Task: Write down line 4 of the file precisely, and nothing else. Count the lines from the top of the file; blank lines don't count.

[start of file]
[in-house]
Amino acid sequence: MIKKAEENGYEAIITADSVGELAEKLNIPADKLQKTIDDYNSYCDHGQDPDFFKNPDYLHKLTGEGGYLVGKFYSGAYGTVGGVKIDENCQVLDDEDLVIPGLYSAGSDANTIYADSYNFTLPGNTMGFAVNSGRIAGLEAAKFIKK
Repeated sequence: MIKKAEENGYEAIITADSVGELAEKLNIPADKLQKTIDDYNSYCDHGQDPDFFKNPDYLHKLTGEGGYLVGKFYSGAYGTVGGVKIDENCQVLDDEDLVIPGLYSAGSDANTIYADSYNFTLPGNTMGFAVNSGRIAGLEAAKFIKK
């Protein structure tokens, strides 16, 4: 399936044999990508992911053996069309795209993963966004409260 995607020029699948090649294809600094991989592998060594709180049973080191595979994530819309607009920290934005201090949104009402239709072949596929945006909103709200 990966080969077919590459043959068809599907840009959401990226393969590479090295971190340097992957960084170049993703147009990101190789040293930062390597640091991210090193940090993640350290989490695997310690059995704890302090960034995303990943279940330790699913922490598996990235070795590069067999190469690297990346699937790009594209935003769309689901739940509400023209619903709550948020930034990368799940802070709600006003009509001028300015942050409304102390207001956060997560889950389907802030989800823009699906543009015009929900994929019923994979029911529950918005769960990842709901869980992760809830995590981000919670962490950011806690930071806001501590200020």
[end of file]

């Protein structure tokens, strides 16, 4: 399936044999990508992911053996069309795209993963966004409260 995607020029699948090649294809600094991989592998060594709180049973080191595979994530819309607009920290934005201090949104009402239709072949596929945006909103709200 990966080969077919590459043959068809599907840009959401990226393969590479090295971190340097992957960084170049993703147009990101190789040293930062390597640091991210090193940090993640350290989490695997310690059995704890302090960034995303990943279940330790699913922490598996990235070795590069067999190469690297990346699937790009594209935003769309689901739940509400023209619903709550948020930034990368799940802070709600006003009509001028300015942050409304102390207001956060997560889950389907802030989800823009699906543009015009929900994929019923994979029911529950918005769960990842709901869980992760809830995590981000919670962490950011806690930071806001501590200020």